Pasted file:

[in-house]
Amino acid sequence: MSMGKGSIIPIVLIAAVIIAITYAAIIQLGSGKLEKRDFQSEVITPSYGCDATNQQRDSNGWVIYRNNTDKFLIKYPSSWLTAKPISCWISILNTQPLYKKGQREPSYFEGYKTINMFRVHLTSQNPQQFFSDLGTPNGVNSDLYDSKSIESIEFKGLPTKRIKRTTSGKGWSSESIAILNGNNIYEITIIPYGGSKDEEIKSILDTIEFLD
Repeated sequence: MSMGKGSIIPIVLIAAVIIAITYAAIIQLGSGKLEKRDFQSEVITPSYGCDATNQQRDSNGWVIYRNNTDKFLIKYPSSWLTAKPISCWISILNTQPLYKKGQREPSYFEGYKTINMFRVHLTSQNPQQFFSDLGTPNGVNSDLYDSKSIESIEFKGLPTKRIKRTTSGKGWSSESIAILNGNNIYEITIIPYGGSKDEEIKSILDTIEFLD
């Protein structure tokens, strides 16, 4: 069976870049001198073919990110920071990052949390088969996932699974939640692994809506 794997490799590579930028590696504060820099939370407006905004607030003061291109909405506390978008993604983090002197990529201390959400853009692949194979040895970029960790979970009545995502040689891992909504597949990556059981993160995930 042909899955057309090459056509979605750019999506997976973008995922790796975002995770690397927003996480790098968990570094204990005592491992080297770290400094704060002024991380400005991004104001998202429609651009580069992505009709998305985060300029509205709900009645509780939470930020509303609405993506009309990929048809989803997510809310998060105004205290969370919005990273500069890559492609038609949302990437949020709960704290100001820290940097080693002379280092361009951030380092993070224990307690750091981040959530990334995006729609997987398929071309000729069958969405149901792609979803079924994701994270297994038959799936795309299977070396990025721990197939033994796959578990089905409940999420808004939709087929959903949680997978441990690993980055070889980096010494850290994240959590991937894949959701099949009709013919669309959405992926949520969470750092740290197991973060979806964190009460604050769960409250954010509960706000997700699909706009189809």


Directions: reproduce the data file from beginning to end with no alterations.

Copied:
[in-house]
Amino acid sequence: MSMGKGSIIPIVLIAAVIIAITYAAIIQLGSGKLEKRDFQSEVITPSYGCDATNQQRDSNGWVIYRNNTDKFLIKYPSSWLTAKPISCWISILNTQPLYKKGQREPSYFEGYKTINMFRVHLTSQNPQQFFSDLGTPNGVNSDLYDSKSIESIEFKGLPTKRIKRTTSGKGWSSESIAILNGNNIYEITIIPYGGSKDEEIKSILDTIEFLD
Repeated sequence: MSMGKGSIIPIVLIAAVIIAITYAAIIQLGSGKLEKRDFQSEVITPSYGCDATNQQRDSNGWVIYRNNTDKFLIKYPSSWLTAKPISCWISILNTQPLYKKGQREPSYFEGYKTINMFRVHLTSQNPQQFFSDLGTPNGVNSDLYDSKSIESIEFKGLPTKRIKRTTSGKGWSSESIAILNGNNIYEITIIPYGGSKDEEIKSILDTIEFLD
């Protein structure tokens, strides 16, 4: 069976870049001198073919990110920071990052949390088969996932699974939640692994809506 794997490799590579930028590696504060820099939370407006905004607030003061291109909405506390978008993604983090002197990529201390959400853009692949194979040895970029960790979970009545995502040689891992909504597949990556059981993160995930 042909899955057309090459056509979605750019999506997976973008995922790796975002995770690397927003996480790098968990570094204990005592491992080297770290400094704060002024991380400005991004104001998202429609651009580069992505009709998305985060300029509205709900009645509780939470930020509303609405993506009309990929048809989803997510809310998060105004205290969370919005990273500069890559492609038609949302990437949020709960704290100001820290940097080693002379280092361009951030380092993070224990307690750091981040959530990334995006729609997987398929071309000729069958969405149901792609979803079924994701994270297994038959799936795309299977070396990025721990197939033994796959578990089905409940999420808004939709087929959903949680997978441990690993980055070889980096010494850290994240959590991937894949959701099949009709013919669309959405992926949520969470750092740290197991973060979806964190009460604050769960409250954010509960706000997700699909706009189809």